“Had Trump retained [the House], then there could have been an increase in the deficit and higher rates. He would have followed through with additional stimulus measures,” said Gordon Brown, co-head of global portfolios at Western Asset Management.
While Trump’s main focus has always been the equity markets (“Trump’s scorecard is the stock market,” is how one banker put it), global collateral damage has been felt in emerging debt markets, where costs of borrowing have rocketed in US dollar terms. The US might “only” make up 20% of global GDP, but most economies are reliant on some form or other on the US dollar. Its strength has caused problems.
The impact has been most keenly felt in Turkey, Argentina and Indonesia.
“EM markets are currently priced for extreme pessimism,” said Francis Scotland, director of global macro research at Brandywine Global.
The tricky part is to work out how much of the bad news is now factored into bond prices. Some markets such as Argentina and Turkey clearly overshot, and as one portfolio manager makes clear: “Not all emerging markets are created equally”.
All eyes are on China, not only because of its own slowdown in growth, but also because of the trade tensions that have dominated the news this year.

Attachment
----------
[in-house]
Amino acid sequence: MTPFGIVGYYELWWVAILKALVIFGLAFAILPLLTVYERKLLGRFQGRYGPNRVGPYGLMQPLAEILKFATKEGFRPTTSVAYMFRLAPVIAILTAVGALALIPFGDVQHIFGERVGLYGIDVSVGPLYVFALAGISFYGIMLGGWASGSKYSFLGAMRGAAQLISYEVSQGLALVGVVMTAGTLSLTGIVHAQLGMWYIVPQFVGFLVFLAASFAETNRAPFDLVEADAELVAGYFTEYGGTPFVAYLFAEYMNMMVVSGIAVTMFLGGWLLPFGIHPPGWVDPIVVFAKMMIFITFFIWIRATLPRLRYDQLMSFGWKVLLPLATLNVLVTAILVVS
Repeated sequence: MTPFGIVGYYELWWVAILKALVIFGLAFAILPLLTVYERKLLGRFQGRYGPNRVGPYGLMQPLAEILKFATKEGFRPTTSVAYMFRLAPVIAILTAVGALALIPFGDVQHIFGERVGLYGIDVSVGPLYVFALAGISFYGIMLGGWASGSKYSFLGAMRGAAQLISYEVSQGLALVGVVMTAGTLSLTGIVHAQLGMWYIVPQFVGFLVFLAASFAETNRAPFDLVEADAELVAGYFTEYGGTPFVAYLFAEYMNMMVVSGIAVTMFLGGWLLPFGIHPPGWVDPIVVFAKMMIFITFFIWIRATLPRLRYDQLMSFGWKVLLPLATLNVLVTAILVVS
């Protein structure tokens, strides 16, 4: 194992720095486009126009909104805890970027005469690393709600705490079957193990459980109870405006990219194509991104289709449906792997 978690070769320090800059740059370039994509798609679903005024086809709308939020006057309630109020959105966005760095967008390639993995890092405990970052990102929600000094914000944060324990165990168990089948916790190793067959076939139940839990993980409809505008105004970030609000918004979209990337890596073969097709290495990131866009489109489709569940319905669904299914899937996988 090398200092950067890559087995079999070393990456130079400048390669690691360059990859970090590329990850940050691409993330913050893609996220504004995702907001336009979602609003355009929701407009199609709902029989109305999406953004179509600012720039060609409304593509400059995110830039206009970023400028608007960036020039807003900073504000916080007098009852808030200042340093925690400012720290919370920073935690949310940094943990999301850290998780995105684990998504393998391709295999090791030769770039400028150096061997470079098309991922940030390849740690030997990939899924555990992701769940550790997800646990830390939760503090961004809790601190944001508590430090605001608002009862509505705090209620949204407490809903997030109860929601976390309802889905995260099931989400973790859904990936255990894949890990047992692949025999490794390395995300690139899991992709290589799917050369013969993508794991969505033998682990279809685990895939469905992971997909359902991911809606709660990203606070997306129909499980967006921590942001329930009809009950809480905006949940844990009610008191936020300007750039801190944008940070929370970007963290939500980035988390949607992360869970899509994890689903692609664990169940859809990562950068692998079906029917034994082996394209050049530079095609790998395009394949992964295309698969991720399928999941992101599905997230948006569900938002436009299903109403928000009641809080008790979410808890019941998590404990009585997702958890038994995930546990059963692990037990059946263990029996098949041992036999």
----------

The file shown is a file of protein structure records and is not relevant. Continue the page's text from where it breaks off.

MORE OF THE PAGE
And this is where it loops back to the US. Scotland is pragmatic about the threats and calls US pressure on China “mutually assured destruction”.
Given that 40% of the S&P 500 comes from manufacturing, protectionism is likely to blow back into the US economy. Analysts throw a retreat in commodity prices and the rise in oil prices into the mix, and most now see not a recession, but a meaningful slowdown in the US next year: growth down to 2.5%–2.75%.
This scenario – and it certainly appears the most plausible – will see a more incremental rate at which the Fed hikes interest rates.
“Since December 2015, we’ve seen seven interest rate increases of 25bp, which have brought the target range for the federal funds rate to between 1.75% and 2.00%. This would indicate that we have come a long way already in terms of rate hikes. We are more constructive on the bond market given how far we have come over the past three years and see an increased possibility of positive returns,” wrote Chris Pariseault, Fidelity’s head of fixed income and global asset allocation, in a note to clients.
But while the US is looking clearly into the post-QE world, Europe is just emerging from it and in many ways still has a safety net firmly attached.
Christoph Rieger, head of rates and credit research at Commerzbank, describes the ECB’s retreat from QE as a “smooth exit”, if indeed you call it an exit at all.
“The ECB does not want to call it the end of QE, rather the end of the net-asset purchase programme,” he said.